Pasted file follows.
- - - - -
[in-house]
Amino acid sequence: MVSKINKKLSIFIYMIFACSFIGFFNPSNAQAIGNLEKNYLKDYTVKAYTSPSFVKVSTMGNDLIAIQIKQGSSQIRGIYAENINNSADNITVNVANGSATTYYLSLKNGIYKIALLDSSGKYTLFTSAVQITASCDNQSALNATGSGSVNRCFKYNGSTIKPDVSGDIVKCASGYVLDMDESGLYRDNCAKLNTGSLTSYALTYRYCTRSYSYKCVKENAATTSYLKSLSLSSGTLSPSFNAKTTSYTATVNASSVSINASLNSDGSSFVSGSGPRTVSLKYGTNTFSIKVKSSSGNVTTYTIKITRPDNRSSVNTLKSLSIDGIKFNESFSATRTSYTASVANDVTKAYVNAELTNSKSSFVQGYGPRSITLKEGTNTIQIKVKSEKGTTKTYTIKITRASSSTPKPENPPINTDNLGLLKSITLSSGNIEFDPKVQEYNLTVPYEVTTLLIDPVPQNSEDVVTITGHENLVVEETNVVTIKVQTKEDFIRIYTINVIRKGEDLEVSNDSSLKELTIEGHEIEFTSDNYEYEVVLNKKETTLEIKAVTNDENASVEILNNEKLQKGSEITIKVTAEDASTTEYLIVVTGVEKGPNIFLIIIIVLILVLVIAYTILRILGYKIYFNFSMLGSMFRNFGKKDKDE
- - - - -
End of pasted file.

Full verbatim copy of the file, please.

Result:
[in-house]
Amino acid sequence: MVSKINKKLSIFIYMIFACSFIGFFNPSNAQAIGNLEKNYLKDYTVKAYTSPSFVKVSTMGNDLIAIQIKQGSSQIRGIYAENINNSADNITVNVANGSATTYYLSLKNGIYKIALLDSSGKYTLFTSAVQITASCDNQSALNATGSGSVNRCFKYNGSTIKPDVSGDIVKCASGYVLDMDESGLYRDNCAKLNTGSLTSYALTYRYCTRSYSYKCVKENAATTSYLKSLSLSSGTLSPSFNAKTTSYTATVNASSVSINASLNSDGSSFVSGSGPRTVSLKYGTNTFSIKVKSSSGNVTTYTIKITRPDNRSSVNTLKSLSIDGIKFNESFSATRTSYTASVANDVTKAYVNAELTNSKSSFVQGYGPRSITLKEGTNTIQIKVKSEKGTTKTYTIKITRASSSTPKPENPPINTDNLGLLKSITLSSGNIEFDPKVQEYNLTVPYEVTTLLIDPVPQNSEDVVTITGHENLVVEETNVVTIKVQTKEDFIRIYTINVIRKGEDLEVSNDSSLKELTIEGHEIEFTSDNYEYEVVLNKKETTLEIKAVTNDENASVEILNNEKLQKGSEITIKVTAEDASTTEYLIVVTGVEKGPNIFLIIIIVLILVLVIAYTILRILGYKIYFNFSMLGSMFRNFGKKDKDE